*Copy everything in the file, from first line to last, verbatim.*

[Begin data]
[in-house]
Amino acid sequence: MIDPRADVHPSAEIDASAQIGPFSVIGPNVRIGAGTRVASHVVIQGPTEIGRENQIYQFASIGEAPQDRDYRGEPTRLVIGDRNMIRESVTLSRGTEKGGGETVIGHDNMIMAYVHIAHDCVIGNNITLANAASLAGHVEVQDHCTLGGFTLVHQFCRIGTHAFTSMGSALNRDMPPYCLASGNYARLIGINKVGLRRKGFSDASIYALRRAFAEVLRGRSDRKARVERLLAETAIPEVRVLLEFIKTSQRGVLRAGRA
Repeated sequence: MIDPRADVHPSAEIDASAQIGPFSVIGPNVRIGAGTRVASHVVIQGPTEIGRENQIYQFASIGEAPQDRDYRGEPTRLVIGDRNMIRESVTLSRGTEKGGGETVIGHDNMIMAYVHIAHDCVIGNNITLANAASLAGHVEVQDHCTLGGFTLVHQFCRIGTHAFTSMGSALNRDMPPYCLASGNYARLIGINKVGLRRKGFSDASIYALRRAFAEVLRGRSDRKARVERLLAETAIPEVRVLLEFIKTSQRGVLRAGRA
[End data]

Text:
[in-house]
Amino acid sequence: MIDPRADVHPSAEIDASAQIGPFSVIGPNVRIGAGTRVASHVVIQGPTEIGRENQIYQFASIGEAPQDRDYRGEPTRLVIGDRNMIRESVTLSRGTEKGGGETVIGHDNMIMAYVHIAHDCVIGNNITLANAASLAGHVEVQDHCTLGGFTLVHQFCRIGTHAFTSMGSALNRDMPPYCLASGNYARLIGINKVGLRRKGFSDASIYALRRAFAEVLRGRSDRKARVERLLAETAIPEVRVLLEFIKTSQRGVLRAGRA
Repeated sequence: MIDPRADVHPSAEIDASAQIGPFSVIGPNVRIGAGTRVASHVVIQGPTEIGRENQIYQFASIGEAPQDRDYRGEPTRLVIGDRNMIRESVTLSRGTEKGGGETVIGHDNMIMAYVHIAHDCVIGNNITLANAASLAGHVEVQDHCTLGGFTLVHQFCRIGTHAFTSMGSALNRDMPPYCLASGNYARLIGINKVGLRRKGFSDASIYALRRAFAEVLRGRSDRKARVERLLAETAIPEVRVLLEFIKTSQRGVLRAGRA